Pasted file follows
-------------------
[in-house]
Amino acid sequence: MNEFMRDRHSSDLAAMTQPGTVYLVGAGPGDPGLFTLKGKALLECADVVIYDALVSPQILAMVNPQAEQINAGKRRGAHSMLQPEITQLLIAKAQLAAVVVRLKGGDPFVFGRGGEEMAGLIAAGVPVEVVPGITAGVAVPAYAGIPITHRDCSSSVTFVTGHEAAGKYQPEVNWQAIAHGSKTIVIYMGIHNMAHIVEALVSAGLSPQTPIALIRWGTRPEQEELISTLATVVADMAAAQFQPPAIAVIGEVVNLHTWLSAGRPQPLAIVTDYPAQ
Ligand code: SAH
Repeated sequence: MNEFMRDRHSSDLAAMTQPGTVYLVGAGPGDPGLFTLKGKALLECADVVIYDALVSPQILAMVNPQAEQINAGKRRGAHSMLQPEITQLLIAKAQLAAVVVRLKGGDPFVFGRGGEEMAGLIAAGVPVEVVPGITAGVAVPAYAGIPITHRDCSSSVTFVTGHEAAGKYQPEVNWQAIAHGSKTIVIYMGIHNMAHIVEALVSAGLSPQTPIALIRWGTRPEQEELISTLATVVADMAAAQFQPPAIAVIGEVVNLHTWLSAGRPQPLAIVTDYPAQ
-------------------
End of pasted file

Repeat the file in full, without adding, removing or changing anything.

[in-house]
Amino acid sequence: MNEFMRDRHSSDLAAMTQPGTVYLVGAGPGDPGLFTLKGKALLECADVVIYDALVSPQILAMVNPQAEQINAGKRRGAHSMLQPEITQLLIAKAQLAAVVVRLKGGDPFVFGRGGEEMAGLIAAGVPVEVVPGITAGVAVPAYAGIPITHRDCSSSVTFVTGHEAAGKYQPEVNWQAIAHGSKTIVIYMGIHNMAHIVEALVSAGLSPQTPIALIRWGTRPEQEELISTLATVVADMAAAQFQPPAIAVIGEVVNLHTWLSAGRPQPLAIVTDYPAQ
Ligand code: SAH
Repeated sequence: MNEFMRDRHSSDLAAMTQPGTVYLVGAGPGDPGLFTLKGKALLECADVVIYDALVSPQILAMVNPQAEQINAGKRRGAHSMLQPEITQLLIAKAQLAAVVVRLKGGDPFVFGRGGEEMAGLIAAGVPVEVVPGITAGVAVPAYAGIPITHRDCSSSVTFVTGHEAAGKYQPEVNWQAIAHGSKTIVIYMGIHNMAHIVEALVSAGLSPQTPIALIRWGTRPEQEELISTLATVVADMAAAQFQPPAIAVIGEVVNLHTWLSAGRPQPLAIVTDYPAQ